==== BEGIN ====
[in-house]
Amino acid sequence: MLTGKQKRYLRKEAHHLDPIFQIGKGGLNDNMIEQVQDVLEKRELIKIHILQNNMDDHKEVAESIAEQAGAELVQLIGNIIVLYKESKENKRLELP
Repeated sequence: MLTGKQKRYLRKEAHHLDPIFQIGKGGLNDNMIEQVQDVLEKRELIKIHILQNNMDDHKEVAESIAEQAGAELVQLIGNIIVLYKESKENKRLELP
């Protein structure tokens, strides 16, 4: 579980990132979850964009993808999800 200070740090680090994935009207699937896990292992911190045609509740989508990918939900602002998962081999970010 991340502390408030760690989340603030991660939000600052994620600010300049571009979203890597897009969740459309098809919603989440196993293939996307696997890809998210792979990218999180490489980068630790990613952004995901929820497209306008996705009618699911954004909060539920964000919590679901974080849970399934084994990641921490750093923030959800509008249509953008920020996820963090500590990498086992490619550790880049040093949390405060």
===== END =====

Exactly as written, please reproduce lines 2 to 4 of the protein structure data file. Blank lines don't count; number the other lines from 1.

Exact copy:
Amino acid sequence: MLTGKQKRYLRKEAHHLDPIFQIGKGGLNDNMIEQVQDVLEKRELIKIHILQNNMDDHKEVAESIAEQAGAELVQLIGNIIVLYKESKENKRLELP
Repeated sequence: MLTGKQKRYLRKEAHHLDPIFQIGKGGLNDNMIEQVQDVLEKRELIKIHILQNNMDDHKEVAESIAEQAGAELVQLIGNIIVLYKESKENKRLELP
């Protein structure tokens, strides 16, 4: 579980990132979850964009993808999800 200070740090680090994935009207699937896990292992911190045609509740989508990918939900602002998962081999970010 991340502390408030760690989340603030991660939000600052994620600010300049571009979203890597897009969740459309098809919603989440196993293939996307696997890809998210792979990218999180490489980068630790990613952004995901929820497209306008996705009618699911954004909060539920964000919590679901974080849970399934084994990641921490750093923030959800509008249509953008920020996820963090500590990498086992490619550790880049040093949390405060």